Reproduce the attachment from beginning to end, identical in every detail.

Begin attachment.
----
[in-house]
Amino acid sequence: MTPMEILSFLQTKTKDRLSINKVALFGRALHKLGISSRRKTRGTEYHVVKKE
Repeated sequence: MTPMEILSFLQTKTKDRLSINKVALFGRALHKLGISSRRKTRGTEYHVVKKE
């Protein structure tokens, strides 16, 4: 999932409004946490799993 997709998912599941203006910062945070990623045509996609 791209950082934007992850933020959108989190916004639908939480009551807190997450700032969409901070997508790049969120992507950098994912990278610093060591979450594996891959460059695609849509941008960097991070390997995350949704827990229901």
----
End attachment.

[in-house]
Amino acid sequence: MTPMEILSFLQTKTKDRLSINKVALFGRALHKLGISSRRKTRGTEYHVVKKE
Repeated sequence: MTPMEILSFLQTKTKDRLSINKVALFGRALHKLGISSRRKTRGTEYHVVKKE
């Protein structure tokens, strides 16, 4: 999932409004946490799993 997709998912599941203006910062945070990623045509996609 791209950082934007992850933020959108989190916004639908939480009551807190997450700032969409901070997508790049969120992507950098994912990278610093060591979450594996891959460059695609849509941008960097991070390997995350949704827990229901």